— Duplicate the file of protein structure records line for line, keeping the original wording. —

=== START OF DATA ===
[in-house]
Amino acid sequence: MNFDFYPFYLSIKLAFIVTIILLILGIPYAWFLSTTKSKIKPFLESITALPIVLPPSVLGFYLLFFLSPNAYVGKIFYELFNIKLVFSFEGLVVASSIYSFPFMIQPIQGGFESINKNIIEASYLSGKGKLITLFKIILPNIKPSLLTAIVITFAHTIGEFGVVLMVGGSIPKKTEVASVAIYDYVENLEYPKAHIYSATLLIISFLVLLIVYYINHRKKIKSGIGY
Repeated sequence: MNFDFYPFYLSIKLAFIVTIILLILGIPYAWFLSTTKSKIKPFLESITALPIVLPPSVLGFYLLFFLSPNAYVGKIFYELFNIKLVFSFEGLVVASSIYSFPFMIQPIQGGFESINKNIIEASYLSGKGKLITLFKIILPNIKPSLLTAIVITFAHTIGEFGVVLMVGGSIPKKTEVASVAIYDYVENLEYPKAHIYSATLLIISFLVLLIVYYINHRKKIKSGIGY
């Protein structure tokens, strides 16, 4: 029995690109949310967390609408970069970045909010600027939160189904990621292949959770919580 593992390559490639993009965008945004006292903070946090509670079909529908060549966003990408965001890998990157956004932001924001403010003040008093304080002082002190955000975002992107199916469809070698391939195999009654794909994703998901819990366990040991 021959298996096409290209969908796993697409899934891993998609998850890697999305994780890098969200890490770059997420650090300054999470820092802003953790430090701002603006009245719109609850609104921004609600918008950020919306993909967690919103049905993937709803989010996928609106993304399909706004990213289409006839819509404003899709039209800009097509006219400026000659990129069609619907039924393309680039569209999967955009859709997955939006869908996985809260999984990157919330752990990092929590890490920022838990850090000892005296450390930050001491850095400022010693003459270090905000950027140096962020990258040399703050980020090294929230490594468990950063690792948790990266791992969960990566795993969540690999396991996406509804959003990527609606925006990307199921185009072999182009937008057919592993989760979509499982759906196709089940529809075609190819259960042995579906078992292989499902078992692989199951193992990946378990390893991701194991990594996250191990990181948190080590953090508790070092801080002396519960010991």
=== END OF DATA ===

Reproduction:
[in-house]
Amino acid sequence: MNFDFYPFYLSIKLAFIVTIILLILGIPYAWFLSTTKSKIKPFLESITALPIVLPPSVLGFYLLFFLSPNAYVGKIFYELFNIKLVFSFEGLVVASSIYSFPFMIQPIQGGFESINKNIIEASYLSGKGKLITLFKIILPNIKPSLLTAIVITFAHTIGEFGVVLMVGGSIPKKTEVASVAIYDYVENLEYPKAHIYSATLLIISFLVLLIVYYINHRKKIKSGIGY
Repeated sequence: MNFDFYPFYLSIKLAFIVTIILLILGIPYAWFLSTTKSKIKPFLESITALPIVLPPSVLGFYLLFFLSPNAYVGKIFYELFNIKLVFSFEGLVVASSIYSFPFMIQPIQGGFESINKNIIEASYLSGKGKLITLFKIILPNIKPSLLTAIVITFAHTIGEFGVVLMVGGSIPKKTEVASVAIYDYVENLEYPKAHIYSATLLIISFLVLLIVYYINHRKKIKSGIGY
């Protein structure tokens, strides 16, 4: 029995690109949310967390609408970069970045909010600027939160189904990621292949959770919580 593992390559490639993009965008945004006292903070946090509670079909529908060549966003990408965001890998990157956004932001924001403010003040008093304080002082002190955000975002992107199916469809070698391939195999009654794909994703998901819990366990040991 021959298996096409290209969908796993697409899934891993998609998850890697999305994780890098969200890490770059997420650090300054999470820092802003953790430090701002603006009245719109609850609104921004609600918008950020919306993909967690919103049905993937709803989010996928609106993304399909706004990213289409006839819509404003899709039209800009097509006219400026000659990129069609619907039924393309680039569209999967955009859709997955939006869908996985809260999984990157919330752990990092929590890490920022838990850090000892005296450390930050001491850095400022010693003459270090905000950027140096962020990258040399703050980020090294929230490594468990950063690792948790990266791992969960990566795993969540690999396991996406509804959003990527609606925006990307199921185009072999182009937008057919592993989760979509499982759906196709089940529809075609190819259960042995579906078992292989499902078992692989199951193992990946378990390893991701194991990594996250191990990181948190080590953090508790070092801080002396519960010991």